What does Alexa for Business really mean for our workplaces?

The Cost of Connectivity

Modern technologies have given rise to smarter, more efficient devices. Things like the Amazon Echo, for instance, will allow you to carry out a multitude of actions and interact with a variety of other smart devices. You can control all your smart home gadgets from Alexa with just your voice.  But what of the risk?

But as devices become smarter, the data they collect becomes both more sensitive and more dangerous. Consider a smart home thermostat, such as Google’s Nest. The smart thermostats have a unique feature that can control the temperature in your home automatically. It learns your preferences and then will adjust the temperatures itself based on your schedule. This is convenient for sure, but for the process to take place, a variety of data is being collected, parsed and processed.

This information the device collects may seem harmless by itself, but in the wrong hands, it can be very dangerous. Someone unscrupulous could use this data to build a profile of your movements to discern the best time to rob or break into your home. All they would need to do is see when you leave for work, when you head home and how much time is in-between those periods.

According to Gartner, by 2020, the number of connected devices will surpass 21 billion. What should concern you about this growth of connected and “smart” devices is the growing risk of attack.

Security Is a Major Concern, but Not Always for What You Think

While sensitive information and personal data is a hugely lucrative component for hackers to target, it’s not the only reason they might go after your smart home or connected devices. Unsecured devices with access to the internet can be used to participate in large-scale DDoS attacks on other systems. It’s happened before, involving cameras, DVRs and other equipment, and it will happen again.

A DDoS or Distributed Denial of Service attack is basically a huge and relentless surge of data meant to cripple the targeted system. A target server may experience so much incoming data that it slows or downright crashes — it can bring even the most capable of servers to their knees.

The point for this article is simply that your smart home and connected devices are at risk of being used, unbeknownst to you, to carry out attacks on other systems or targets.

So, while security is a major concern, yes, it may not always be for the reason you are thinking — it’s not always about your sensitive data or information being at risk.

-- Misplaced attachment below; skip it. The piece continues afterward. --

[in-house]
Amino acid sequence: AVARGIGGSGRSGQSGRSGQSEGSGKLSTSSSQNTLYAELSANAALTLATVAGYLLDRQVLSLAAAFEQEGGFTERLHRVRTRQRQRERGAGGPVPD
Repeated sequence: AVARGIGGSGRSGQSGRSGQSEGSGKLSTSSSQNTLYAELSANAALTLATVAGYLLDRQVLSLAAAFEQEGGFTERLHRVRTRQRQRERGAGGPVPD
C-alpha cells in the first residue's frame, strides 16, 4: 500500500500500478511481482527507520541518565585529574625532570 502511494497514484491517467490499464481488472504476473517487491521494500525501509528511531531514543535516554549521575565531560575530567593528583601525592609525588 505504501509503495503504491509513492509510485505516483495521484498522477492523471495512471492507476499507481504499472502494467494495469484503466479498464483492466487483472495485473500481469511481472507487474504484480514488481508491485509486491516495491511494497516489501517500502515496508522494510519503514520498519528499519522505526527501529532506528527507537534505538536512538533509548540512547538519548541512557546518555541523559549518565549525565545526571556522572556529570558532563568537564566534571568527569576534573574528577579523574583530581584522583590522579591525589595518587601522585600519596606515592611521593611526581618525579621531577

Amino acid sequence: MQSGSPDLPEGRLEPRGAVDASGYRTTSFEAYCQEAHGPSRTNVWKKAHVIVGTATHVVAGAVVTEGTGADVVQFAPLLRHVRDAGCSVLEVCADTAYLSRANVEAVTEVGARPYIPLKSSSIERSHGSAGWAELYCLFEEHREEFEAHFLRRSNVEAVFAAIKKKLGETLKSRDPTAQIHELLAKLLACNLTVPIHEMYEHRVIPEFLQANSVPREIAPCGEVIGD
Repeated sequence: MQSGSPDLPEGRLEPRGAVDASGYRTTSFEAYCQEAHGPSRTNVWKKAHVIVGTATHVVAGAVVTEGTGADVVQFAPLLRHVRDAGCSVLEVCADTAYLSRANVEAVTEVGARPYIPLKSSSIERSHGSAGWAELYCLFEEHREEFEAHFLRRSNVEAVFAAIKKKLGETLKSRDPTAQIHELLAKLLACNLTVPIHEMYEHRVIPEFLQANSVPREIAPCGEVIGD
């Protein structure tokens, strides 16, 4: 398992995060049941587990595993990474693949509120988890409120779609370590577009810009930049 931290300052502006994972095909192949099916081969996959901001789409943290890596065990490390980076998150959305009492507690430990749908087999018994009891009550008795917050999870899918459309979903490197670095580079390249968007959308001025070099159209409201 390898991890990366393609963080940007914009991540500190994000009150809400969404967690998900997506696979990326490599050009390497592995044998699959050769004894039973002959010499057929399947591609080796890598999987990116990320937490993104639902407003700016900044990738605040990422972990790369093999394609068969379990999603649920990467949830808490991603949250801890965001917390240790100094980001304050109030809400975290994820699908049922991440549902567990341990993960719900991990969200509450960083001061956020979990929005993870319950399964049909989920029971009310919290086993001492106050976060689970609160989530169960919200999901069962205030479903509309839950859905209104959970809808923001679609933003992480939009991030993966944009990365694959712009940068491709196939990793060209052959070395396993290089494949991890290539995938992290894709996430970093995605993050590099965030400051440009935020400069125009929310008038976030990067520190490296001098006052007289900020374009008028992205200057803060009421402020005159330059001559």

More Data Going out Means More Parties With Access

Did you know that Congress recently voted to allow ISPs or Internet Service Providers the option to spy on and sell their customer’s internet usage data? In short, that means any browsing you do on a computer or smartphone in the home can be shared without your consent. But it doesn’t stop there. Any smart devices that also connect to the internet collect and transmit usage data, which can also be scooped up by your ISP and sold to the highest bidder. They can see things like what you’re doing, when you’re doing them and maybe even who you’re doing them with.

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But what’s scarier about this is that there’s another party involved here with access to all that sensitive information. Even if — and that’s a big if — you have the resources to protect and secure all your own data, there’s no guarantee your ISP will do the same. Essentially, they are another target or vulnerable source that hackers could go after for information.

What kind of information is at risk of being stolen or seen? Well, the content is a lot more personal and sensitive than you may think. ISPs can see the domains their customers visit, web searches and usage history as well as various other activities like online purchases. This can be done regardless of whether or not a connection is encrypted with HTTPS or if a user has a VPN deployed.

It goes to show that just having the devices operational and transmitting data is dangerous and opens you up to many vulnerabilities.

Should I Avoid Smart Home Devices Altogether?

This brings us to the penultimate question: Should you avoid smart home and connected devices completely? The answer is no, not necessarily. The most important thing you should take away from all this is that these devices can be used against you, and they’re always collecting sensitive data and information. As long as you understand this, you can better protect and prepare for the potential issues.

It’s probably not a smart idea to deck your entire home out in connected gear, but one or two devices is not going to be detrimental. Just be safe and smart about how you use them. There are things you can do to make both your network and any devices connected to it more secure.

You can also use tools like the IoT Scanner from Bullguard to see what devices are available publicly.

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